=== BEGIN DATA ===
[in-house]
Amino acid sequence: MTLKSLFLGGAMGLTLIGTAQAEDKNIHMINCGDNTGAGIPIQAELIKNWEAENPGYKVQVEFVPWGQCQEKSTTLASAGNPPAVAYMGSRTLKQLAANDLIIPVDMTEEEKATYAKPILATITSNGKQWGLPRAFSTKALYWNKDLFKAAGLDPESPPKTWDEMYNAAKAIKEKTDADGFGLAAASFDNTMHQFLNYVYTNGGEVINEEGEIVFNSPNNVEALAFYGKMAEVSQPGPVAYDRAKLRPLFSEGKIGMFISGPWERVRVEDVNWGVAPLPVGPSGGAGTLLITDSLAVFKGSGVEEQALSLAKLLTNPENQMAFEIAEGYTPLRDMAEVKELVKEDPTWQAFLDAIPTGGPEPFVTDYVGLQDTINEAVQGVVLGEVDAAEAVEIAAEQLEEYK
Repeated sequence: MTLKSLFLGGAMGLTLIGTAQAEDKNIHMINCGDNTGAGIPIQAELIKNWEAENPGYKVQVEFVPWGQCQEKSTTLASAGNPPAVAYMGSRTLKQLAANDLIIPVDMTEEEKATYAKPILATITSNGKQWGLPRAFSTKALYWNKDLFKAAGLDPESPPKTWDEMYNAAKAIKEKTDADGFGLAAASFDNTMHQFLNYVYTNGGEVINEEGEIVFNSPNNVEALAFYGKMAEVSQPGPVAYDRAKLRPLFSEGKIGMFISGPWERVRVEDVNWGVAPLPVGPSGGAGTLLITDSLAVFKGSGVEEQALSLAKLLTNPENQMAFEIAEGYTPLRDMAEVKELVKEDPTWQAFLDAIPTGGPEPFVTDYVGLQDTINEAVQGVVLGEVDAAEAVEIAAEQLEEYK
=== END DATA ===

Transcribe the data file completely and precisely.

[in-house]
Amino acid sequence: MTLKSLFLGGAMGLTLIGTAQAEDKNIHMINCGDNTGAGIPIQAELIKNWEAENPGYKVQVEFVPWGQCQEKSTTLASAGNPPAVAYMGSRTLKQLAANDLIIPVDMTEEEKATYAKPILATITSNGKQWGLPRAFSTKALYWNKDLFKAAGLDPESPPKTWDEMYNAAKAIKEKTDADGFGLAAASFDNTMHQFLNYVYTNGGEVINEEGEIVFNSPNNVEALAFYGKMAEVSQPGPVAYDRAKLRPLFSEGKIGMFISGPWERVRVEDVNWGVAPLPVGPSGGAGTLLITDSLAVFKGSGVEEQALSLAKLLTNPENQMAFEIAEGYTPLRDMAEVKELVKEDPTWQAFLDAIPTGGPEPFVTDYVGLQDTINEAVQGVVLGEVDAAEAVEIAAEQLEEYK
Repeated sequence: MTLKSLFLGGAMGLTLIGTAQAEDKNIHMINCGDNTGAGIPIQAELIKNWEAENPGYKVQVEFVPWGQCQEKSTTLASAGNPPAVAYMGSRTLKQLAANDLIIPVDMTEEEKATYAKPILATITSNGKQWGLPRAFSTKALYWNKDLFKAAGLDPESPPKTWDEMYNAAKAIKEKTDADGFGLAAASFDNTMHQFLNYVYTNGGEVINEEGEIVFNSPNNVEALAFYGKMAEVSQPGPVAYDRAKLRPLFSEGKIGMFISGPWERVRVEDVNWGVAPLPVGPSGGAGTLLITDSLAVFKGSGVEEQALSLAKLLTNPENQMAFEIAEGYTPLRDMAEVKELVKEDPTWQAFLDAIPTGGPEPFVTDYVGLQDTINEAVQGVVLGEVDAAEAVEIAAEQLEEYK